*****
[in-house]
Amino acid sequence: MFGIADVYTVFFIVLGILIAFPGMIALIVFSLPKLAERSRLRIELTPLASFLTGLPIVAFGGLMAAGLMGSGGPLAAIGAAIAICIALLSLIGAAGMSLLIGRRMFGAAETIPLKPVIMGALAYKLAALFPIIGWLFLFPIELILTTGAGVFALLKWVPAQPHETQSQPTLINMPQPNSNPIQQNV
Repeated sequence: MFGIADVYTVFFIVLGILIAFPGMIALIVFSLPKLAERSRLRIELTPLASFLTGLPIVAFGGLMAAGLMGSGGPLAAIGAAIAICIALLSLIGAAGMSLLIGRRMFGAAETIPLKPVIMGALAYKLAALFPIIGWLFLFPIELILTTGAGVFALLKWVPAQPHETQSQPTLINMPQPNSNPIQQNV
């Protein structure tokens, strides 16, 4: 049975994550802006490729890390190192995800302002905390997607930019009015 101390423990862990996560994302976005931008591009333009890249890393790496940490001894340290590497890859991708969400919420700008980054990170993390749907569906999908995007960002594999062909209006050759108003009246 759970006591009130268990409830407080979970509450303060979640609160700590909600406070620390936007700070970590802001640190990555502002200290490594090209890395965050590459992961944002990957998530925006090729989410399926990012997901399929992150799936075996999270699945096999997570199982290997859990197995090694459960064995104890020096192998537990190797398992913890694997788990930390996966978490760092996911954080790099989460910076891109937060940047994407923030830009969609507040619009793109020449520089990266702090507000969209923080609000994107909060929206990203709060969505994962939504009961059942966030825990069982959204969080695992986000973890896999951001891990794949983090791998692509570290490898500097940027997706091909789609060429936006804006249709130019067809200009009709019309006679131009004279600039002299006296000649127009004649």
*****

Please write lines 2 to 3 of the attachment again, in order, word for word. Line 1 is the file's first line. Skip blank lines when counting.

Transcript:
Amino acid sequence: MFGIADVYTVFFIVLGILIAFPGMIALIVFSLPKLAERSRLRIELTPLASFLTGLPIVAFGGLMAAGLMGSGGPLAAIGAAIAICIALLSLIGAAGMSLLIGRRMFGAAETIPLKPVIMGALAYKLAALFPIIGWLFLFPIELILTTGAGVFALLKWVPAQPHETQSQPTLINMPQPNSNPIQQNV
Repeated sequence: MFGIADVYTVFFIVLGILIAFPGMIALIVFSLPKLAERSRLRIELTPLASFLTGLPIVAFGGLMAAGLMGSGGPLAAIGAAIAICIALLSLIGAAGMSLLIGRRMFGAAETIPLKPVIMGALAYKLAALFPIIGWLFLFPIELILTTGAGVFALLKWVPAQPHETQSQPTLINMPQPNSNPIQQNV